Barefoot Running

Posted: July 13, 2012 in Run
Tags: , ,

There has been a lot of interest in barefoot running these days.

In 2010, Christopher MacDougall wrote “Born to Run” about the Tarahumara Indians of Mexico’s deadly Copper Canyons who run hundreds of miles at a time – barefoot. He has looked at the biomechanics of the body and come to the conclusion that anyone can run – you just have to know how! (http://www.chrismcdougall.com/) I have not yet read the book, but it is on my list.

Very generally, the thought is that shoes are not natural. We are born barefoot, and that is the way we are intended to walk and run. Most people in developing countries run barefoot all the time, and don’t have the same kind of injuries that the developed world sees. Shoes should only be worn to protect your feet from cuts from stepping on things, not for support.

What is the difference between running with and without shoes? As I understand it, when running in shoes (traditional runners), the heel strikes first and then the foot rolls forward to push off of the ball of the foot. The hard heel-strike causes pressure up the leg to the knee. Runners, therefore, are made with more cushioning in the heel, to minimize the damage. When running barefoot, the middle of the foot strikes first. This allows for cushioning of the strike, taking pressure off of the heel.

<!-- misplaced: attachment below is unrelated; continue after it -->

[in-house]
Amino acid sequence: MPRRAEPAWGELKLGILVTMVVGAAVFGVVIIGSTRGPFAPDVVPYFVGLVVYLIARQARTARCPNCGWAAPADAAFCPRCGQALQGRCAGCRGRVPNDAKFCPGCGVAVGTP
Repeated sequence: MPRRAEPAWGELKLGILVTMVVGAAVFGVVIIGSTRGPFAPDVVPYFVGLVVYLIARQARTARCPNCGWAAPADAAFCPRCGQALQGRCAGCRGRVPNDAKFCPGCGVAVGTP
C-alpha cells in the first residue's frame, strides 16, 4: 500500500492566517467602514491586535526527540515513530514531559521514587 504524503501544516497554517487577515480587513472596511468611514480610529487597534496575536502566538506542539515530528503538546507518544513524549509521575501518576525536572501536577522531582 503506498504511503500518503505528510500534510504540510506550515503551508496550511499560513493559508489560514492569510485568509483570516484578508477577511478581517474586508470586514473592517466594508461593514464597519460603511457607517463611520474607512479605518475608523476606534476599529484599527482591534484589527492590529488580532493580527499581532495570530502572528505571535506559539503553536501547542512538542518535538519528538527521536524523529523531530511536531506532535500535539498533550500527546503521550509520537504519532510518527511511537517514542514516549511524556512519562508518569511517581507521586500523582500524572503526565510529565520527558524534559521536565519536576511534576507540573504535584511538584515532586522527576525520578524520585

The term “barefoot running” may be misleading. It is possible to run a barefoot style while wearing shoes. The shoes do not need to be the heavy runners traditionally worn for running, but can be a lighter, minimalist type of shoe. This has, of course, sparked the development of new lines of expensive “minimalist” shoes! The Barefoot Shoe store (http://www.borntorun.com/) has a whole line of light running shoes, but Vibram seems to have the monopoly market on the Five-fingers “glove” for the feet (http://www.vibramfivefingers.com/).

All I know is that my knees and hips will not tolerate my previous running style, and my daughter has used “five fingers” for a week, and her feet are already noticeably stronger. While I will not spend the money on the five-fingers minimalist shoe, I will try to develop the style of barefoot running in lighter shoes.

These are the shoes my 12 year old runs in

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